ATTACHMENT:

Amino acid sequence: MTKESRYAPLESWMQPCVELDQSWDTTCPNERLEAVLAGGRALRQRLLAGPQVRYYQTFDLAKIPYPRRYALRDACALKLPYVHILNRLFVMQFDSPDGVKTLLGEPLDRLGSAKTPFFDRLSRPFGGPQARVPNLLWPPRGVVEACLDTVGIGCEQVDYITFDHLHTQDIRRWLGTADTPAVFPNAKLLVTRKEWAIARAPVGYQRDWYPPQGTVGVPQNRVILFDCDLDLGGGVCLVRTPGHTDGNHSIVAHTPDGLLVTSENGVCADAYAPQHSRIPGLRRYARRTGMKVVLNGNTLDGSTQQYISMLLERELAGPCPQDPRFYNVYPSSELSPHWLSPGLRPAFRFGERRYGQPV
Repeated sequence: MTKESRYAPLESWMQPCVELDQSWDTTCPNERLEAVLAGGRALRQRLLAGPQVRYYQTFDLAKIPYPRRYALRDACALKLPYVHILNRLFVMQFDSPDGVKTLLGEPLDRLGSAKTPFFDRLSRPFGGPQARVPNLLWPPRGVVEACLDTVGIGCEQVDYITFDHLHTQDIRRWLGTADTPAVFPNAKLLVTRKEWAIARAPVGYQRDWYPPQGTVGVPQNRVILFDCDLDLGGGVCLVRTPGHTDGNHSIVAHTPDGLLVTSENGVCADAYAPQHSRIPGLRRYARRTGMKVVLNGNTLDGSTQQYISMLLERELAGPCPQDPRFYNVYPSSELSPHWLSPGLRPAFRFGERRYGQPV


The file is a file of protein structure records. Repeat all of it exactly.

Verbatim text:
Amino acid sequence: MTKESRYAPLESWMQPCVELDQSWDTTCPNERLEAVLAGGRALRQRLLAGPQVRYYQTFDLAKIPYPRRYALRDACALKLPYVHILNRLFVMQFDSPDGVKTLLGEPLDRLGSAKTPFFDRLSRPFGGPQARVPNLLWPPRGVVEACLDTVGIGCEQVDYITFDHLHTQDIRRWLGTADTPAVFPNAKLLVTRKEWAIARAPVGYQRDWYPPQGTVGVPQNRVILFDCDLDLGGGVCLVRTPGHTDGNHSIVAHTPDGLLVTSENGVCADAYAPQHSRIPGLRRYARRTGMKVVLNGNTLDGSTQQYISMLLERELAGPCPQDPRFYNVYPSSELSPHWLSPGLRPAFRFGERRYGQPV
Repeated sequence: MTKESRYAPLESWMQPCVELDQSWDTTCPNERLEAVLAGGRALRQRLLAGPQVRYYQTFDLAKIPYPRRYALRDACALKLPYVHILNRLFVMQFDSPDGVKTLLGEPLDRLGSAKTPFFDRLSRPFGGPQARVPNLLWPPRGVVEACLDTVGIGCEQVDYITFDHLHTQDIRRWLGTADTPAVFPNAKLLVTRKEWAIARAPVGYQRDWYPPQGTVGVPQNRVILFDCDLDLGGGVCLVRTPGHTDGNHSIVAHTPDGLLVTSENGVCADAYAPQHSRIPGLRRYARRTGMKVVLNGNTLDGSTQQYISMLLERELAGPCPQDPRFYNVYPSSELSPHWLSPGLRPAFRFGERRYGQPV